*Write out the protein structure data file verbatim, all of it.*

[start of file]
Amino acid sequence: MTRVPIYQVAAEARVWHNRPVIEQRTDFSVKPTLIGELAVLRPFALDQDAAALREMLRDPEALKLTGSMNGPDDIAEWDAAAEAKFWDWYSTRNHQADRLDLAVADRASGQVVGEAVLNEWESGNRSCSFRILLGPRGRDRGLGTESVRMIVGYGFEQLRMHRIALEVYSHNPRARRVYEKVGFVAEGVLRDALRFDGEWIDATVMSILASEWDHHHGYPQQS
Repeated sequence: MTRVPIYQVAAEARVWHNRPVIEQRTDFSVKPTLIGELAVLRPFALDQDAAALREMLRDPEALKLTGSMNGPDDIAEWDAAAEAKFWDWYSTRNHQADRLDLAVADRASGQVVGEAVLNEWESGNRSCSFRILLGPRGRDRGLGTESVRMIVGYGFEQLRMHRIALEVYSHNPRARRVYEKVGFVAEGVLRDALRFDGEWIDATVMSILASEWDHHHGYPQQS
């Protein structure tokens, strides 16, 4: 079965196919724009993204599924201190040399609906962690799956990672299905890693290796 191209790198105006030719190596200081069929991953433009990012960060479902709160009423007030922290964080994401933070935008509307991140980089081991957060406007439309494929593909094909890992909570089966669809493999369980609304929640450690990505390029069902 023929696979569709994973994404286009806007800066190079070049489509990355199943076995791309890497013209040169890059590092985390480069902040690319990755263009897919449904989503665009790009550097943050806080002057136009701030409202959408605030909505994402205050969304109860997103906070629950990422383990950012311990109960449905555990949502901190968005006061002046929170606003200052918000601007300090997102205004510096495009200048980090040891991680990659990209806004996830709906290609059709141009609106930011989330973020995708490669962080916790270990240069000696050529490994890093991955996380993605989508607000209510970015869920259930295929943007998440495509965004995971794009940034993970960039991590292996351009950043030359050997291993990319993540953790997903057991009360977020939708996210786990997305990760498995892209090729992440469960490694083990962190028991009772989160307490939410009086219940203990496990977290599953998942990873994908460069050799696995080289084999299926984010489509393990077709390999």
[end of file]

Amino acid sequence: MTRVPIYQVAAEARVWHNRPVIEQRTDFSVKPTLIGELAVLRPFALDQDAAALREMLRDPEALKLTGSMNGPDDIAEWDAAAEAKFWDWYSTRNHQADRLDLAVADRASGQVVGEAVLNEWESGNRSCSFRILLGPRGRDRGLGTESVRMIVGYGFEQLRMHRIALEVYSHNPRARRVYEKVGFVAEGVLRDALRFDGEWIDATVMSILASEWDHHHGYPQQS
Repeated sequence: MTRVPIYQVAAEARVWHNRPVIEQRTDFSVKPTLIGELAVLRPFALDQDAAALREMLRDPEALKLTGSMNGPDDIAEWDAAAEAKFWDWYSTRNHQADRLDLAVADRASGQVVGEAVLNEWESGNRSCSFRILLGPRGRDRGLGTESVRMIVGYGFEQLRMHRIALEVYSHNPRARRVYEKVGFVAEGVLRDALRFDGEWIDATVMSILASEWDHHHGYPQQS
């Protein structure tokens, strides 16, 4: 079965196919724009993204599924201190040399609906962690799956990672299905890693290796 191209790198105006030719190596200081069929991953433009990012960060479902709160009423007030922290964080994401933070935008509307991140980089081991957060406007439309494929593909094909890992909570089966669809493999369980609304929640450690990505390029069902 023929696979569709994973994404286009806007800066190079070049489509990355199943076995791309890497013209040169890059590092985390480069902040690319990755263009897919449904989503665009790009550097943050806080002057136009701030409202959408605030909505994402205050969304109860997103906070629950990422383990950012311990109960449905555990949502901190968005006061002046929170606003200052918000601007300090997102205004510096495009200048980090040891991680990659990209806004996830709906290609059709141009609106930011989330973020995708490669962080916790270990240069000696050529490994890093991955996380993605989508607000209510970015869920259930295929943007998440495509965004995971794009940034993970960039991590292996351009950043030359050997291993990319993540953790997903057991009360977020939708996210786990997305990760498995892209090729992440469960490694083990962190028991009772989160307490939410009086219940203990496990977290599953998942990873994908460069050799696995080289084999299926984010489509393990077709390999």